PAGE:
When my husband and I got engaged 10 years ago, we decided to get married in the church where both my grandparents and parents had exchanged vows (sweet, right?!). We were not expecting that super traditional choice to lead us to an ultra-modern female pastor who was only slightly older than us and who agreed to marry us under one condition: we'd do some serious premarital counselling with her beforehand.
Having always been intrigued by the idea of therapy, I was totally game, and luckily my soon-to-be husband was, too. We spent six sessions discussing how we envisioned our lives together unfolding, including how we wanted to deal with finances, where we wanted to live, how many children we wanted to have, and what we wanted our careers to look like. Overall, it was a wonderful experience, proving to me that I was marrying the right person and that our communication skills — the glue I was sure would make our marriage last a lifetime — were solid.
We kept our heads down for so long, forging ahead, that when we finally looked up, we could hardly see each other.
And so, with our pastor/counsellor's blessing, we got married in a blissful ceremony on a perfect day, both believing our relationship was bulletproof. And then, two weeks later, I got pregnant. Nine months and a few days after we exchanged vows, we welcomed our daughter to the world. Four months later, we moved from the large city where we met, had built careers, and had countless friendships to a suburb where we knew no one. Nine months after that, we moved again to another suburb, where we had to build another support system. I got pregnant again. I quit my job. My husband became the breadwinner while I became a stay-at-home mom. We had discussed all these things in our premarital counselling as possibilities — ones we'd said we would embrace fully — but living them? That was totally different.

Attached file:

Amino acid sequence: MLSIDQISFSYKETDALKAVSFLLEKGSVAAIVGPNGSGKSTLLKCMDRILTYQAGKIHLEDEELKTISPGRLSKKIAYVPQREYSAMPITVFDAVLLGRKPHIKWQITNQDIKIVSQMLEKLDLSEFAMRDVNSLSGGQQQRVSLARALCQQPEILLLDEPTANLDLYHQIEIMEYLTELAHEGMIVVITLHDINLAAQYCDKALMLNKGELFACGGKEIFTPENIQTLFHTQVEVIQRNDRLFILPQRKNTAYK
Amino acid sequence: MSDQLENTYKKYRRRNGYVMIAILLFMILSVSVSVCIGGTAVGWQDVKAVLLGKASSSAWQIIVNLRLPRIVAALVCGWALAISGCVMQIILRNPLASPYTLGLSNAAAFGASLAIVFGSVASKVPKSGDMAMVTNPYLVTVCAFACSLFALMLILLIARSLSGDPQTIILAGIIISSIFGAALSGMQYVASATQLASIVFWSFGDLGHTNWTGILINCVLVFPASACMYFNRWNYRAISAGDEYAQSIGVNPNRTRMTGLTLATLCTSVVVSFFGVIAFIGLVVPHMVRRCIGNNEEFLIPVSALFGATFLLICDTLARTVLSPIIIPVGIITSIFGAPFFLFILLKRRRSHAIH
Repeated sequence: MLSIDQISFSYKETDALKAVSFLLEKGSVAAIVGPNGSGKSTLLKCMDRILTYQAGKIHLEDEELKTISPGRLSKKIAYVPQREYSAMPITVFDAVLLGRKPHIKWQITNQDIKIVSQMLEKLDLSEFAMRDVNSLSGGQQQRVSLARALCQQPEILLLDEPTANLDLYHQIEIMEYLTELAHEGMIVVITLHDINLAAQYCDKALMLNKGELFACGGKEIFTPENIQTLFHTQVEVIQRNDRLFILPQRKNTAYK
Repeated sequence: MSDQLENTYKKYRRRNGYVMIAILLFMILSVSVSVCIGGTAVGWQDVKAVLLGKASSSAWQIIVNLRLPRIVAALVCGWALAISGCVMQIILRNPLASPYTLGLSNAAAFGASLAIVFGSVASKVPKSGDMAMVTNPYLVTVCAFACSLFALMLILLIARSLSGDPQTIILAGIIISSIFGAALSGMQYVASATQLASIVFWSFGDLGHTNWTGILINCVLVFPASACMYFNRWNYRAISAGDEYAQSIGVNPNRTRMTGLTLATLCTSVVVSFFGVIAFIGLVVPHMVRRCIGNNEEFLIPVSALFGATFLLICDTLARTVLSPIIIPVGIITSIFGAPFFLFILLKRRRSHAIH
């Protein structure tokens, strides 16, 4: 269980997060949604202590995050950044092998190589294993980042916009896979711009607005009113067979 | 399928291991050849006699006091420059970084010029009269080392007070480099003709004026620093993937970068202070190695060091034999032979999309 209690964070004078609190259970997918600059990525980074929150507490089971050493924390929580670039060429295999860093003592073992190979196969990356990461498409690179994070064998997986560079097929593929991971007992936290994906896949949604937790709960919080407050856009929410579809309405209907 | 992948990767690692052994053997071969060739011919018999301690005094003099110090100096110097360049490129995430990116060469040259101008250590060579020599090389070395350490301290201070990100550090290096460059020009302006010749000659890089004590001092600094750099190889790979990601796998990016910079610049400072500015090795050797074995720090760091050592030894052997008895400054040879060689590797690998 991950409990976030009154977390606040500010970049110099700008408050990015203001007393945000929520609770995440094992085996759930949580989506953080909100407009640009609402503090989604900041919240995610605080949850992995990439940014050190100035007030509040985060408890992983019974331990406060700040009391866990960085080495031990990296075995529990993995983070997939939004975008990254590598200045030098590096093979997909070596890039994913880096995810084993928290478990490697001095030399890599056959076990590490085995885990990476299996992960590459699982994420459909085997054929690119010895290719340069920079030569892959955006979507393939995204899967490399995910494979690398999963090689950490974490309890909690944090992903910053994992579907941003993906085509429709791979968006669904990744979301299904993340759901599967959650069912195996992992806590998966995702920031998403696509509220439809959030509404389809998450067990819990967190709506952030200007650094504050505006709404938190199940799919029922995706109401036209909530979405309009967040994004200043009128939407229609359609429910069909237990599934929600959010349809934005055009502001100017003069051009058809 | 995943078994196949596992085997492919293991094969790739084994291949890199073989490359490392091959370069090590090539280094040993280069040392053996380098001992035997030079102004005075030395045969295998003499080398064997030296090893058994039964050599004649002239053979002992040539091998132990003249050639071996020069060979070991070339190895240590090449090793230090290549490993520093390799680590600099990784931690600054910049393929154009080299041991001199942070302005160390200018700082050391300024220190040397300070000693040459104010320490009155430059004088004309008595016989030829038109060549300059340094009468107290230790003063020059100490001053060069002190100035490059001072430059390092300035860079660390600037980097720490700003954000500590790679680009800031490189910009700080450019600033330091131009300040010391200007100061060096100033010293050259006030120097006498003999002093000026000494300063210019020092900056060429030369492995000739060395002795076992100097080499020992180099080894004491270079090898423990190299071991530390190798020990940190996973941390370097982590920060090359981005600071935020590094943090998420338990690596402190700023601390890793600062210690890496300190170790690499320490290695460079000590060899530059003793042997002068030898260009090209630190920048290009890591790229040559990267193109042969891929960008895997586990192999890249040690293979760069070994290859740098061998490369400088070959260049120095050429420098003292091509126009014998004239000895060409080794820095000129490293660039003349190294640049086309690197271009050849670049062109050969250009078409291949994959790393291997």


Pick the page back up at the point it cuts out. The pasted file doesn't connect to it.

Our relationship suffered while we did the exhausting work of raising two children while maintaining careers, a home, friendships, relationships with family members, and our own mental health. We kept our heads down for so long, forging ahead, that when we finally looked up, we could hardly see each other. There was a great divide between us; we'd dug it ourselves without realising we were doing so.
And that's when we went back to therapy, almost too late, but thankfully, not. It wasn't as easy the second time around. We weren't just discussing hypothetical life plans with heart-shaped stars in our eyes. We had lived those plans and created a real, messy life together. Our understanding of each other and our limitations was clearer. We had resentments. We blamed each other for things, both unfairly and justly. We had, individually and despite still loving each other immensely, imagined whether life would be easier without our marriage. But, at the heart of it all, we wanted to find our way back to each other.
I truly don't think we would have been able to do so without our therapist. It was a lot of work, unpacking our top-line complaints ("she isn't affectionate enough," "he's irritable and short-tempered") and getting to the root of our problems, both as a couple and individually. Yes, we had to talk a lot about our childhoods and our relationships with our own parents. Truthfully, after starting counselling it got worse — much worse — before it got much, much better.
I have to wonder that, if we would have stuck to counselling throughout our marriage and not taken such a long break, if things would have gotten so dire. We still would have had problems, I'm sure, but facing them and dealing with them before they had time to grow and take root surely would have helped prevent them from getting so big that they threatened to destroy us.
And because I believe that so greatly, we've vowed to never take that long of a hiatus from therapy again. Even in the best of times, having a neutral, caring, insightful person to help you navigate current issues while warning you of potential ones is invaluable. A good therapist knows the human condition. They know the pitfalls that come with being a person who has decided to commit to another human being for life. And they can help guide a couple through those rocky waters, and maybe, just maybe, they won't be so rocky after all.